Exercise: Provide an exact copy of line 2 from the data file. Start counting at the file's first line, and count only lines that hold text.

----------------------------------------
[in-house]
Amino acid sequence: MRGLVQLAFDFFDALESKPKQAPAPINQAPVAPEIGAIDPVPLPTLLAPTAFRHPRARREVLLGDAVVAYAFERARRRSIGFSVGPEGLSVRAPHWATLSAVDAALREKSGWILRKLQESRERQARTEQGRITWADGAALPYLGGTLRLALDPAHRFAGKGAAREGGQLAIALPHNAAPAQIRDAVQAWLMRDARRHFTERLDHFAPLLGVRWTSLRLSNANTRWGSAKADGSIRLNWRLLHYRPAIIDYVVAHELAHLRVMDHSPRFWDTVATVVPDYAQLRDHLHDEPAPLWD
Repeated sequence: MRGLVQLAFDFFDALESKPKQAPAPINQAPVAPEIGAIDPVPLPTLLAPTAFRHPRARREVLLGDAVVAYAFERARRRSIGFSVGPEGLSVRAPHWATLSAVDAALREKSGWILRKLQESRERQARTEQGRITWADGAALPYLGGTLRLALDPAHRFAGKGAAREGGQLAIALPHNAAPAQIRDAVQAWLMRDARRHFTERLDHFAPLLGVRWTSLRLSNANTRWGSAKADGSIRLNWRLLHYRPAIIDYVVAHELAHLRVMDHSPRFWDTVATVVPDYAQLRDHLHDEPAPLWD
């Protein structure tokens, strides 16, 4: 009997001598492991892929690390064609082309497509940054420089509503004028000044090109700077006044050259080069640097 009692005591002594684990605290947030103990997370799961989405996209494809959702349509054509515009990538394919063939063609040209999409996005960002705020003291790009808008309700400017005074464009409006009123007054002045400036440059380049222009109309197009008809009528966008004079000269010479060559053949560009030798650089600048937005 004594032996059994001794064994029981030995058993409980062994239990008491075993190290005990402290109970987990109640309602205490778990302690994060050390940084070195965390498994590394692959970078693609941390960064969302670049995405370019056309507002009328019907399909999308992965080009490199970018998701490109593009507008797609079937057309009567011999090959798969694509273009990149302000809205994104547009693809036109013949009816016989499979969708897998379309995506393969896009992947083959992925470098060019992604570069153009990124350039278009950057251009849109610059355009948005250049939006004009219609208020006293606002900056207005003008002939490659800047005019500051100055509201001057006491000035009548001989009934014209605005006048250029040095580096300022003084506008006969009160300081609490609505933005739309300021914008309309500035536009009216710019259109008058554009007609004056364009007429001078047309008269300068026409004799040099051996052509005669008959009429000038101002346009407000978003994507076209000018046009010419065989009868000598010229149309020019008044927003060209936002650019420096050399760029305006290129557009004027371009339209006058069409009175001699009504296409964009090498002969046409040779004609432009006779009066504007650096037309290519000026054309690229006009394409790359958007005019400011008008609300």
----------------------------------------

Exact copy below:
Amino acid sequence: MRGLVQLAFDFFDALESKPKQAPAPINQAPVAPEIGAIDPVPLPTLLAPTAFRHPRARREVLLGDAVVAYAFERARRRSIGFSVGPEGLSVRAPHWATLSAVDAALREKSGWILRKLQESRERQARTEQGRITWADGAALPYLGGTLRLALDPAHRFAGKGAAREGGQLAIALPHNAAPAQIRDAVQAWLMRDARRHFTERLDHFAPLLGVRWTSLRLSNANTRWGSAKADGSIRLNWRLLHYRPAIIDYVVAHELAHLRVMDHSPRFWDTVATVVPDYAQLRDHLHDEPAPLWD